An article titled ‘Vicious Circle’ published in Motorcycle Sport in January 1977 by ‘TRS’ is a thinly disguised account of what happened at Norton and provides information about the underlying causes. Crankshaft over-flexing and problems with the advance / retard unit are listed amongst other factors. The article also refers to the new bearing, ‘How about a bearing,’ they said, ‘which is straight in the middle and barrel shaped at the ends?’
And this is how Norton solved the problem working with UK bearing manufacturer Ransome and Marles (part of Ransome, Hoffman and Pollard, RHP, since 1969) who developed a specific variant of their standard MRJA30 bearing with a prefix of ‘6’. R&M would have had strong incentive to develop a solution as their position of preferred main bearing supplier was under threat. It is normal to find the ‘6’ hand-engraved on the bearing, as shown in the photo:
An RHP 6/MRJA30 ‘Superblend’ bearing
Norton fitted this 6/MRJA30 bearing from August 1972 under Service Release N2/9 which designated the bearing ‘Superblend’ part number 063906. Meanwhile, Combat-engined 750s in production were rebuilt with a lowered compression ratio. Many customer bikes also had this work completed, and had main bearings replaced, under warranty.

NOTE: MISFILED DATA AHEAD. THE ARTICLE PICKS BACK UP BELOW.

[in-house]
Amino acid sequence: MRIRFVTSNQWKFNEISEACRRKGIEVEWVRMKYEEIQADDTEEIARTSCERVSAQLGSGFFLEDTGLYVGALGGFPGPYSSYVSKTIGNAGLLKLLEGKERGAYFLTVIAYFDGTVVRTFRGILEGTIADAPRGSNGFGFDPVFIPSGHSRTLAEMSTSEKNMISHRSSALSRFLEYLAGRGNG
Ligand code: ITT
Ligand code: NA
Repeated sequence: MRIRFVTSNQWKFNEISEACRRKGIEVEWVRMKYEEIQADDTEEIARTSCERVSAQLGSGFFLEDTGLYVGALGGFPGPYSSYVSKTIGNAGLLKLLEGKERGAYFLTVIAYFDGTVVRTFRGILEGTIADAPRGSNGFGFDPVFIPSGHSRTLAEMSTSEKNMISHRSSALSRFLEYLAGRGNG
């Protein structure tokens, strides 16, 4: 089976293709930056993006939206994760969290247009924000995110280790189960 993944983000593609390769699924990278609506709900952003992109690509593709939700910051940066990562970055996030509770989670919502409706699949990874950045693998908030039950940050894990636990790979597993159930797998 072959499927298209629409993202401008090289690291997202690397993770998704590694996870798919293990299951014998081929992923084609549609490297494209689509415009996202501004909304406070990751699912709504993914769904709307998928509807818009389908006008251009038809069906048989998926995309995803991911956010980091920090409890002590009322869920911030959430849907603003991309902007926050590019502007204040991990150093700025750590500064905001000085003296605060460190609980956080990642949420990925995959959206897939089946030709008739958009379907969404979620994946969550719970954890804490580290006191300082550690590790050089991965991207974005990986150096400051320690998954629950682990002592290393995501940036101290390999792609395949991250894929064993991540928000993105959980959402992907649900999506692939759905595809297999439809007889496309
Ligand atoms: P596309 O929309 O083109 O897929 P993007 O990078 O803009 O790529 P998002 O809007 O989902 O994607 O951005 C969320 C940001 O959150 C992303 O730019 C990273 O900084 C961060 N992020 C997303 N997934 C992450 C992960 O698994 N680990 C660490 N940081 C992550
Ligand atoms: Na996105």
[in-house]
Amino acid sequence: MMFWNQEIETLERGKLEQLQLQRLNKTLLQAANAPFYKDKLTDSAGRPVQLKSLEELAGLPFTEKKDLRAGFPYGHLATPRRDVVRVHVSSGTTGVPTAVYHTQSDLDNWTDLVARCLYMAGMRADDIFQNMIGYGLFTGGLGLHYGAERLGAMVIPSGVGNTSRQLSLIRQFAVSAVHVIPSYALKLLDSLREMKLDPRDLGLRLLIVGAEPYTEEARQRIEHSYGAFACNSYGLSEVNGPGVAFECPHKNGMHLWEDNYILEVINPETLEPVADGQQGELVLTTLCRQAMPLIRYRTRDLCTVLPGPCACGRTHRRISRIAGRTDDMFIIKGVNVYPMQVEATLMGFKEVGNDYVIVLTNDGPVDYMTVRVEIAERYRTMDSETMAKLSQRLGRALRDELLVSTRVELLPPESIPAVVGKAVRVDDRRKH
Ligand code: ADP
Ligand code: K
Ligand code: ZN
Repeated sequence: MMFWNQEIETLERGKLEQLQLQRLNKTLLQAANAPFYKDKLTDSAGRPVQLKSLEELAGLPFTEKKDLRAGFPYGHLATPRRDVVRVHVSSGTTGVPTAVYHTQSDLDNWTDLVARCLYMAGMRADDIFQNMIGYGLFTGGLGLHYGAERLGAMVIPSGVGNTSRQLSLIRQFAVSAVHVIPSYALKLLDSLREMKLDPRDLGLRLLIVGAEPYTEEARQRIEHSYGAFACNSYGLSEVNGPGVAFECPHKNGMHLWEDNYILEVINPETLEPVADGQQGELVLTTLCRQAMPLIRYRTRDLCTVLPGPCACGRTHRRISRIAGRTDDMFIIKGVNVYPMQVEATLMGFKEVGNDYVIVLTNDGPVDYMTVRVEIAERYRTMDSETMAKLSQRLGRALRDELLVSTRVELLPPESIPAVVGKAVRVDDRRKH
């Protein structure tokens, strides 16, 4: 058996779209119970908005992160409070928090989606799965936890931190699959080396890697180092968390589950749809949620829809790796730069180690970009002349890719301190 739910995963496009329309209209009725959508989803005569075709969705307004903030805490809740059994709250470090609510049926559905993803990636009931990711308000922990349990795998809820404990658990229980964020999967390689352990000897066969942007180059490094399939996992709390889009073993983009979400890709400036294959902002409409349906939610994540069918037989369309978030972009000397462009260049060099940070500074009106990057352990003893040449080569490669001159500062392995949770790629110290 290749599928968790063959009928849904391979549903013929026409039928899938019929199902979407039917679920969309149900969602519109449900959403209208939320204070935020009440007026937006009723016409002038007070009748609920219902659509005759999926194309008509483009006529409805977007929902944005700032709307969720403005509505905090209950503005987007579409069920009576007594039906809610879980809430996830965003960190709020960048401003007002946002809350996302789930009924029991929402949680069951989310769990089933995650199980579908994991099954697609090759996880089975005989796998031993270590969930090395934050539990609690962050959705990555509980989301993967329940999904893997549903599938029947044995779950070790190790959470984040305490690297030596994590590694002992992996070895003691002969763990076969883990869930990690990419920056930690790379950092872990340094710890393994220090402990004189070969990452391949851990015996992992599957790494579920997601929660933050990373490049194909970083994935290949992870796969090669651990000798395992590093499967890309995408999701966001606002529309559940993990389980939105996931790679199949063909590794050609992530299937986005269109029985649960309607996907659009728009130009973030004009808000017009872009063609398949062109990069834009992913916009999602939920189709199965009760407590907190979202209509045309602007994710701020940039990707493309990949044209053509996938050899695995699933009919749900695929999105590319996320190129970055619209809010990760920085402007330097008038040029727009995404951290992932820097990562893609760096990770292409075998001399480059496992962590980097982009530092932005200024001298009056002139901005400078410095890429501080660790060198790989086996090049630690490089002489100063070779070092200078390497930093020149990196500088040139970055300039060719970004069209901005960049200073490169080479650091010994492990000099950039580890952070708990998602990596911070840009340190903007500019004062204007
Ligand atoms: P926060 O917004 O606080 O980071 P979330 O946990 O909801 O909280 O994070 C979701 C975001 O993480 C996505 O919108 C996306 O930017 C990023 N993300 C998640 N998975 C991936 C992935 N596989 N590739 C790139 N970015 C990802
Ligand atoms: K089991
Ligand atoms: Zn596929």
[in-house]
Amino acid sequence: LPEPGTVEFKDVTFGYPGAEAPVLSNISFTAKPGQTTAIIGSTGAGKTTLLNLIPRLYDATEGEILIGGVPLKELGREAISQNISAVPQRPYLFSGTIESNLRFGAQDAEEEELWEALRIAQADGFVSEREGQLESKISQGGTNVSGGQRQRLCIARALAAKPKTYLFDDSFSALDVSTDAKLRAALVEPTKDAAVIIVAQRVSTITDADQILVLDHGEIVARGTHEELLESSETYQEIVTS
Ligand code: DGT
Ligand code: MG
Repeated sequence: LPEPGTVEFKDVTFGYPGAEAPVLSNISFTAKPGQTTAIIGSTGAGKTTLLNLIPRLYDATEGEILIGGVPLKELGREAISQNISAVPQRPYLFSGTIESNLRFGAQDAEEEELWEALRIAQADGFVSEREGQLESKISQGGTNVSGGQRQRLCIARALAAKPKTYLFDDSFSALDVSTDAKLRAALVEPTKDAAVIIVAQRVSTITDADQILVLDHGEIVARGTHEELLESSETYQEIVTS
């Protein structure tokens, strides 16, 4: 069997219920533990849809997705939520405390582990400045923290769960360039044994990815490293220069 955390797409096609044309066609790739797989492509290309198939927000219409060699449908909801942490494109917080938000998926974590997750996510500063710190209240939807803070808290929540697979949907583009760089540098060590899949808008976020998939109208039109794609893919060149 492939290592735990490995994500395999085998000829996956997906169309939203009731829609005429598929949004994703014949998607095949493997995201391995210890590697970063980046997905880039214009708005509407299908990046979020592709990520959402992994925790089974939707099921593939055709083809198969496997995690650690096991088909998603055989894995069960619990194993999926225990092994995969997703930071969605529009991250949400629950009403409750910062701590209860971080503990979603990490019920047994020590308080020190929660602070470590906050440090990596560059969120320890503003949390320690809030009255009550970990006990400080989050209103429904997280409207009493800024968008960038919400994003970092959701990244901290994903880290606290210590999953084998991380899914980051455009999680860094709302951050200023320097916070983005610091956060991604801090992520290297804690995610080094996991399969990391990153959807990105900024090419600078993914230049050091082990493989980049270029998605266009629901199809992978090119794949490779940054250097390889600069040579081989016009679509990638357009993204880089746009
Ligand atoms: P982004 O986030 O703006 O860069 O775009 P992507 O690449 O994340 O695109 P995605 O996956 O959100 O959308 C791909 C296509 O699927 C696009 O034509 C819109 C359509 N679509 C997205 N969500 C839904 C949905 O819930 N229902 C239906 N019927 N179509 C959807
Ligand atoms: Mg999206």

Less than 6 months after the service release which launched the Superblends came N2/10 in January 1973 which is the last known service release relating to main bearings. Although the specific bearing is not named it does have a new part number 064118 which is still used today. The term ‘Superblend’ does not appear in this service release.
According to the Norton Owners’ Club Commando Service Notes written by Tim Stephens (Quality Engineer, Service Engineer Norton Villiers, Andover 1970-74) and John Hudson (Service Manager and Norton employee 1955-76) published in 1979, only two bearing types are recommended, part numbers 063906 from Ransome and Marles and 064118 from FAG of type NJ306E. The obvious conclusion is that the FAG bearing NJ306E superseded the R&M 6/MRJA30 in January 1973.
The 850 Commandos were then released, all fitted with FAG main bearings (according to the NOC Commando Service Notes). Norton brochures of 1973 and 1974 referred to the Superblend higher capacity main bearings but the name was dropped from the 1975 brochure.
Technical data from Norton brochures from 1972, 1973 and 1975